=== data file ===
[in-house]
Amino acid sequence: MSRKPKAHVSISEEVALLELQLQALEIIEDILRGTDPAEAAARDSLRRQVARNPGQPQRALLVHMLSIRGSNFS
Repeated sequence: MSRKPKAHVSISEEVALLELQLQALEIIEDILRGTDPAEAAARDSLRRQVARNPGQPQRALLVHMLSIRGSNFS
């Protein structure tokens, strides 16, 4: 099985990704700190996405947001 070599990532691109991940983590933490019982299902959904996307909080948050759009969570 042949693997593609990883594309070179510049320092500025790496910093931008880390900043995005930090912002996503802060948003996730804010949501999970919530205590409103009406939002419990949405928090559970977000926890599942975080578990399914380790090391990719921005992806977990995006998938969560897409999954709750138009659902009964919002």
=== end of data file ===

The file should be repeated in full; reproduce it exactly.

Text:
[in-house]
Amino acid sequence: MSRKPKAHVSISEEVALLELQLQALEIIEDILRGTDPAEAAARDSLRRQVARNPGQPQRALLVHMLSIRGSNFS
Repeated sequence: MSRKPKAHVSISEEVALLELQLQALEIIEDILRGTDPAEAAARDSLRRQVARNPGQPQRALLVHMLSIRGSNFS
């Protein structure tokens, strides 16, 4: 099985990704700190996405947001 070599990532691109991940983590933490019982299902959904996307909080948050759009969570 042949693997593609990883594309070179510049320092500025790496910093931008880390900043995005930090912002996503802060948003996730804010949501999970919530205590409103009406939002419990949405928090559970977000926890599942975080578990399914380790090391990719921005992806977990995006998938969560897409999954709750138009659902009964919002």